Interview: “Europe can succeed in giving the internet and innovation a new public-interest orientation.”

Paul Nemitz, Chief Advisor to the European Commission

Paul Nemitz

In recent years, we have been able to do little in response to the tech platforms. Do you see any hope that in the future, we at the EU level will again be able to have a greater say in the rules governing the circulation of money and information online?

The European Commission’s work program foresees legislative proposals for a digital-services act and the regulation of artificial intelligence. These legal acts could shape the internet and the new digital technologies, as well as their underlying business models, in a way that is conducive to democracy, fundamental individual rights and the rule of law. However, this will require wide-ranging engagement from civil society, the research community, policymakers and other interested parties in the legislative process, which formally takes place between the European Commission, the European Parliament and the individual governments of the member states of the Council of Ministers. With broad democratic engagement and the use of the instruments of democracy, which include the promotion of innovation as well as the law, Europe can succeed in giving the internet and innovation a new public-interest orientation. 

You recently wrote a book about artificial intelligence entitled “The Human Imperative”. What does the “human imperative” mean to you in an increasingly automated world?

The “Human Imperative” (the title borrows from Hans Jonas’ “The Imperative of Responsibility”) is about power, freedom and democracy in the age of artificial intelligence. Given the enormous power of the tech giants, which only continues to grow, we need to take a clear stand: Individuals must be freely able to make fundamental decisions about the way they lead their daily lives. And similarly, we must preserve our society’s ability to use democratic processes to make the key decisions that shape our communities. We must not allow the technology, the collectors of personal data and the manipulation industry to take these freedoms from us. Technology and business serve people within frameworks of rules that we humans together create through our institutions of representative democracy. I don’t want to live in a world in which it is only Google, Apple, Facebook, Amazon and Microsoft from the United States, and Tencent, Alibaba and Baidu from China that set the rules, and where we humans are manipulated and controlled by artificial intelligence.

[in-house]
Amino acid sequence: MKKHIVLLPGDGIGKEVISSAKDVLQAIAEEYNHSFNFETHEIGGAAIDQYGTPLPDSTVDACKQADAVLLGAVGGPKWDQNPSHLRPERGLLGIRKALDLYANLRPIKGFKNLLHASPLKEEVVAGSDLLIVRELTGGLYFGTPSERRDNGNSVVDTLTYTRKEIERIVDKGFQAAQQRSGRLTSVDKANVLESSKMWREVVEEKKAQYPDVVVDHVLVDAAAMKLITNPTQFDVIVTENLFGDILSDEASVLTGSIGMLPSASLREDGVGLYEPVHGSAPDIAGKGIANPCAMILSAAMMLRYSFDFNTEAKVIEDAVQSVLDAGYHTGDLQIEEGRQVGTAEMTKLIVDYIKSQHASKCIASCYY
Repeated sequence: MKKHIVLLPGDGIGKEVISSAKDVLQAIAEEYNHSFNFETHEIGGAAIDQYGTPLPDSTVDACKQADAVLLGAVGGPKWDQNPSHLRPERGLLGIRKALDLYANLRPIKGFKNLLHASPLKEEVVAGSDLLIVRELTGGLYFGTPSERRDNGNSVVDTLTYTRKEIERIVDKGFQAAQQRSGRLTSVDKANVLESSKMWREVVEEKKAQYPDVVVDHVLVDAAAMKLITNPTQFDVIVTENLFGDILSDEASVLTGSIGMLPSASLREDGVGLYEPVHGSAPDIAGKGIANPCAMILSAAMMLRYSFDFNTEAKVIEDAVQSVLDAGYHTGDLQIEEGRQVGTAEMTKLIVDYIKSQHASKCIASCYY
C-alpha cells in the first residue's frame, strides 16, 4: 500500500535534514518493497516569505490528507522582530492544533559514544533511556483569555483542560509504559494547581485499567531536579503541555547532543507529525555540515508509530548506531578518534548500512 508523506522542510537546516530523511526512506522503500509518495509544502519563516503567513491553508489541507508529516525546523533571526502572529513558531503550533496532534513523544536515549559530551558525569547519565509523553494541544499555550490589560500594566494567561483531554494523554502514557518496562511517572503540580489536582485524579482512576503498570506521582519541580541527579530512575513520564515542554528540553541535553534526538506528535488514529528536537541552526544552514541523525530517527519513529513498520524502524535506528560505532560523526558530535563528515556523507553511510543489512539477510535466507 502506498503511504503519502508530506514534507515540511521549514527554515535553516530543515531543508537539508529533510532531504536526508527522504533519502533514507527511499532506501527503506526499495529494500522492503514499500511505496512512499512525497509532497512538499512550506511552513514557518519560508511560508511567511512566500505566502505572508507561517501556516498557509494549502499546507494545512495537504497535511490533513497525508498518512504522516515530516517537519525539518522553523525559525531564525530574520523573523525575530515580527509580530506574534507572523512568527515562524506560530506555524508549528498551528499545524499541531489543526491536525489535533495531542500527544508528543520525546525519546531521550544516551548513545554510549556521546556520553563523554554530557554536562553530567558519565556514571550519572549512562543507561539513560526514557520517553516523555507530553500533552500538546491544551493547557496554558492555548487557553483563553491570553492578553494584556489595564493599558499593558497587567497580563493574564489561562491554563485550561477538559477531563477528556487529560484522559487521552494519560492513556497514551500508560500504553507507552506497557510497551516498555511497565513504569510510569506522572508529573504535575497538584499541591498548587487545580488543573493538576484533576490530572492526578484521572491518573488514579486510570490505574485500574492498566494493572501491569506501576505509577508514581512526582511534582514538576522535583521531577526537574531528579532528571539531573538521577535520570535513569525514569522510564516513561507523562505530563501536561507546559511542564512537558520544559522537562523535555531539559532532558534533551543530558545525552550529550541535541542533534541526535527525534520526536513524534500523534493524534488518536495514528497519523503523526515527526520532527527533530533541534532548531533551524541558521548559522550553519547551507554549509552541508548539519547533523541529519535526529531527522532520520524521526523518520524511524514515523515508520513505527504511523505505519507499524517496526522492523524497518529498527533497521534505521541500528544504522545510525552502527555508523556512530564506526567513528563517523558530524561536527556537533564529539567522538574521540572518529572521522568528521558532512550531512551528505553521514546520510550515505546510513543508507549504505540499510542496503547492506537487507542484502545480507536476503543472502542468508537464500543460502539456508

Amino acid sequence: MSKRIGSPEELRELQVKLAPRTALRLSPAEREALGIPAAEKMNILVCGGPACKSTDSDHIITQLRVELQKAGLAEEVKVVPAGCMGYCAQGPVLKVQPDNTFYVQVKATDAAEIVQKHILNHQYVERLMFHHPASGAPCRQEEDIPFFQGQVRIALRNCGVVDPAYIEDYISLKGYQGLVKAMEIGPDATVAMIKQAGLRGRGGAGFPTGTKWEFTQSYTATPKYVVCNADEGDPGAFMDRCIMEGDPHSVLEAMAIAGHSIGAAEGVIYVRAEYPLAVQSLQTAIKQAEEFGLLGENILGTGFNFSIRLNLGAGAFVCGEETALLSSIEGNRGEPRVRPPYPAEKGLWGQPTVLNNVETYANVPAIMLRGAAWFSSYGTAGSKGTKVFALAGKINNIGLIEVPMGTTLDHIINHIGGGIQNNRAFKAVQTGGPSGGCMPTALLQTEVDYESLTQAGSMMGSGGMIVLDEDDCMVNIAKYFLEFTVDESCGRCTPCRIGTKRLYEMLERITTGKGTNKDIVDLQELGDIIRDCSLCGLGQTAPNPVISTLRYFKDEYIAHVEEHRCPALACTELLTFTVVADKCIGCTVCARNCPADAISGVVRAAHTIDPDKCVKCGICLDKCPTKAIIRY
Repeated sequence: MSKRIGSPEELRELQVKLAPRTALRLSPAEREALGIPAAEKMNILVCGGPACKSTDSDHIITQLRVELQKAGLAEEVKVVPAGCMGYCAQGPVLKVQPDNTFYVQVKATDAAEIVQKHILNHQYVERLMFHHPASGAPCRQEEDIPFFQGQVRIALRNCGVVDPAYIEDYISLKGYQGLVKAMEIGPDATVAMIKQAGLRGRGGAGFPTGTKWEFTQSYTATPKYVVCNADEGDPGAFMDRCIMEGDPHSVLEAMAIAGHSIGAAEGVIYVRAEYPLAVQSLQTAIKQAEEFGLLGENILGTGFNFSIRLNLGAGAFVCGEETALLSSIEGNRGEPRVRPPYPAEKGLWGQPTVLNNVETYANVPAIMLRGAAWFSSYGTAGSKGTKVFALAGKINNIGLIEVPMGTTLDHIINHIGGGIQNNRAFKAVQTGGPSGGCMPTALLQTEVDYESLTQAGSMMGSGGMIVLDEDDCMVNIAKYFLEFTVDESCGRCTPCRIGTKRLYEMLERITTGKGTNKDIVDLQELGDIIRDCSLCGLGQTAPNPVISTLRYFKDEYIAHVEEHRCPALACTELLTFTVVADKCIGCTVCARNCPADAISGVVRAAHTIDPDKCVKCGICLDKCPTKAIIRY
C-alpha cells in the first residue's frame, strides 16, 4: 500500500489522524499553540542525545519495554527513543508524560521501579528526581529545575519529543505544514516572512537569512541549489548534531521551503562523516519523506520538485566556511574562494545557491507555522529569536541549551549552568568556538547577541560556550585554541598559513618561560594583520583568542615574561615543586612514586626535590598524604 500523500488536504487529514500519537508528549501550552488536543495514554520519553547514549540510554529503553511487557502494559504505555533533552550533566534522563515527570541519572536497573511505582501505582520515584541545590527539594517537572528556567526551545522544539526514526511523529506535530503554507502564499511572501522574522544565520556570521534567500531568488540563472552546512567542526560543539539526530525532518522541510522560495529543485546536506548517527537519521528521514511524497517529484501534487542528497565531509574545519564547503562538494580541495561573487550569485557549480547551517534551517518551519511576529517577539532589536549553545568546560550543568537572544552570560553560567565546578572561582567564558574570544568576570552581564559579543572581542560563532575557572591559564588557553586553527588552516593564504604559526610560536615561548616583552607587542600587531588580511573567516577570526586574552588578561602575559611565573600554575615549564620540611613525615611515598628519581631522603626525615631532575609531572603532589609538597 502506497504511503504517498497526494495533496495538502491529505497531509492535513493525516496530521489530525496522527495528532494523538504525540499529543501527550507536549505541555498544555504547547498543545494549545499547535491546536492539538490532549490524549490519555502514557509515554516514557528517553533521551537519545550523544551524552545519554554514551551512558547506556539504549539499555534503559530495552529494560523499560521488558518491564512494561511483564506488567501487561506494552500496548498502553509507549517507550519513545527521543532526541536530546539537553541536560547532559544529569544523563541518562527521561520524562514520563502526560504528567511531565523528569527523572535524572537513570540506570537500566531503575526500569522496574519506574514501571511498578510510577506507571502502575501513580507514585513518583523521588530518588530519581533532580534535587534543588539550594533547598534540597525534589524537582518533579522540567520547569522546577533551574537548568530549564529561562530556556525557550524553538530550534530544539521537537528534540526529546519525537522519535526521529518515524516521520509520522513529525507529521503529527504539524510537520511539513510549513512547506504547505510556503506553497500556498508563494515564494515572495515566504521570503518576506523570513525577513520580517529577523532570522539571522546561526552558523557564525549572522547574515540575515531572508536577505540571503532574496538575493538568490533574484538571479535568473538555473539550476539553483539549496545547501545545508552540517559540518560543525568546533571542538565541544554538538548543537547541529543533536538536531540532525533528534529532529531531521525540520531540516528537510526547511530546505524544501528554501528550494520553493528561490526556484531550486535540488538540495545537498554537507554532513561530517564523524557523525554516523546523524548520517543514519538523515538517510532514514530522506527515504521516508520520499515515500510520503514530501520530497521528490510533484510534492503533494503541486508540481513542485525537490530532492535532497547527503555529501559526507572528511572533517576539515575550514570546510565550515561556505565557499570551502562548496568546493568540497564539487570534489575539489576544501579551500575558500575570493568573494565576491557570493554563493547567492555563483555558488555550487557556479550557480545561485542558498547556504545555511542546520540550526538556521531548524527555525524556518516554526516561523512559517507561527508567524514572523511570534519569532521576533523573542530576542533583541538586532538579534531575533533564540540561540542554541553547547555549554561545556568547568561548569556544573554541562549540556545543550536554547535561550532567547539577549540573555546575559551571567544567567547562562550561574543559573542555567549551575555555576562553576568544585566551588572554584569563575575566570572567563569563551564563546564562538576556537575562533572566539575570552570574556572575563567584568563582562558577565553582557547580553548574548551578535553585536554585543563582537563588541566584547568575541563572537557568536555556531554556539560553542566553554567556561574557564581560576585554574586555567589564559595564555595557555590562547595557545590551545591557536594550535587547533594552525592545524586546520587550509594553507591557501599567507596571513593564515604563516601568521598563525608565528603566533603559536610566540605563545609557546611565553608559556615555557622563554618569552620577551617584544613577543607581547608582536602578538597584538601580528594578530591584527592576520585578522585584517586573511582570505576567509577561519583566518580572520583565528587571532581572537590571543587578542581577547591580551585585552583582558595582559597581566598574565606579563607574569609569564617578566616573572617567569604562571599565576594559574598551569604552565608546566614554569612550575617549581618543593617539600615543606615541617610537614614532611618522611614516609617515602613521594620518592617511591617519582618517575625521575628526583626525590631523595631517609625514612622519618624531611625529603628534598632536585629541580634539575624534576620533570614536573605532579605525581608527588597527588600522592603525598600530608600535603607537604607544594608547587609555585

At this year’s M100, we want to set the course for a modern media policy. Currently, where do you see the greatest need for action that will ensure we still have a pluralistic, independent and resilient fourth estate in 10 years’ time?

For the first time, the new State Media Treaty imposes obligations upon the networks that constitute the electronic public sphere. This is the right thing to do. But more is needed: What has been achieved in the State Media Treaty must now be incorporated into the future rules of the EU. And we must subject the networks of the electronic public sphere to legal provisions governing media concentration. At the same time, we need new mechanisms to secure the private financing of pluralism within the media. This can be done only by regulating platforms such as Facebook and Google and their business models. Not only are they today collecting 80% of the new advertising revenue on the internet – thus, the money that should in fact be available to support media pluralism. They also have a major influence over the formation of political opinion through their networks of the electronic public sphere and their editorial systems. Finally, the precariat of freelance workers for the public broadcasting services (14,000 working for ARD alone) must be dismantled. The dismantling of specialized editorial staffs in favor of a shallow overall generalism must be stopped. Democracy needs securely employed editorial staffers who can research and report critically without fear, and who are allowed to specialize so that they can genuinely understand their subjects. Finally, the public broadcasting services must also be given the right and the duty to promote an ecosystem of new independent journalistic content producers (as they also do in the area of film). The electronic networks should also be made legally responsible for this task. 

The interview has been conducted by Frederik Fischer for M100

Recently released by Paul Nemitz (currently only in German) „Prinzip Mensch – Macht, Freiheit und Demokratie im Zeitalter der Künstlichen Intelligenz“, 430 Seiten, 26 Euro, Dietz Verlag.